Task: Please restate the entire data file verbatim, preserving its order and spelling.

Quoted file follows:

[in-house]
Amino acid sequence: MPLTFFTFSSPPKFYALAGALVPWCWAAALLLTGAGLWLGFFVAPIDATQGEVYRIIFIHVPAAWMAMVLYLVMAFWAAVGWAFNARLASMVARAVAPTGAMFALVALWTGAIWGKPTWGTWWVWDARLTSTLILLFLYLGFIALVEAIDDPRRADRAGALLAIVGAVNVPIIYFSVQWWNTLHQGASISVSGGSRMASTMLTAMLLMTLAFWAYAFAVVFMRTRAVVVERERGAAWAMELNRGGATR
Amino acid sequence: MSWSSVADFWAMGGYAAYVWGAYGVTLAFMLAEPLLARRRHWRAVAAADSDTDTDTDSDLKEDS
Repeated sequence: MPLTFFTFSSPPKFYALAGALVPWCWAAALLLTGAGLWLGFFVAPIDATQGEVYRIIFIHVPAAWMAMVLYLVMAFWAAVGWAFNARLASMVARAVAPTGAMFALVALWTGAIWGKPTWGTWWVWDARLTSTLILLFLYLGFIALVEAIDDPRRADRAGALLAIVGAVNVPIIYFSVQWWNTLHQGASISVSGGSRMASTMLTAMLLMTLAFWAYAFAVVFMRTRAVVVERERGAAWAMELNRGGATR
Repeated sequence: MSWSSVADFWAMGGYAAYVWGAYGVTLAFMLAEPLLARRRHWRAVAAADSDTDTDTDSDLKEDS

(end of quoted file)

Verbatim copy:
[in-house]
Amino acid sequence: MPLTFFTFSSPPKFYALAGALVPWCWAAALLLTGAGLWLGFFVAPIDATQGEVYRIIFIHVPAAWMAMVLYLVMAFWAAVGWAFNARLASMVARAVAPTGAMFALVALWTGAIWGKPTWGTWWVWDARLTSTLILLFLYLGFIALVEAIDDPRRADRAGALLAIVGAVNVPIIYFSVQWWNTLHQGASISVSGGSRMASTMLTAMLLMTLAFWAYAFAVVFMRTRAVVVERERGAAWAMELNRGGATR
Amino acid sequence: MSWSSVADFWAMGGYAAYVWGAYGVTLAFMLAEPLLARRRHWRAVAAADSDTDTDTDSDLKEDS
Repeated sequence: MPLTFFTFSSPPKFYALAGALVPWCWAAALLLTGAGLWLGFFVAPIDATQGEVYRIIFIHVPAAWMAMVLYLVMAFWAAVGWAFNARLASMVARAVAPTGAMFALVALWTGAIWGKPTWGTWWVWDARLTSTLILLFLYLGFIALVEAIDDPRRADRAGALLAIVGAVNVPIIYFSVQWWNTLHQGASISVSGGSRMASTMLTAMLLMTLAFWAYAFAVVFMRTRAVVVERERGAAWAMELNRGGATR
Repeated sequence: MSWSSVADFWAMGGYAAYVWGAYGVTLAFMLAEPLLARRRHWRAVAAADSDTDTDTDSDLKEDS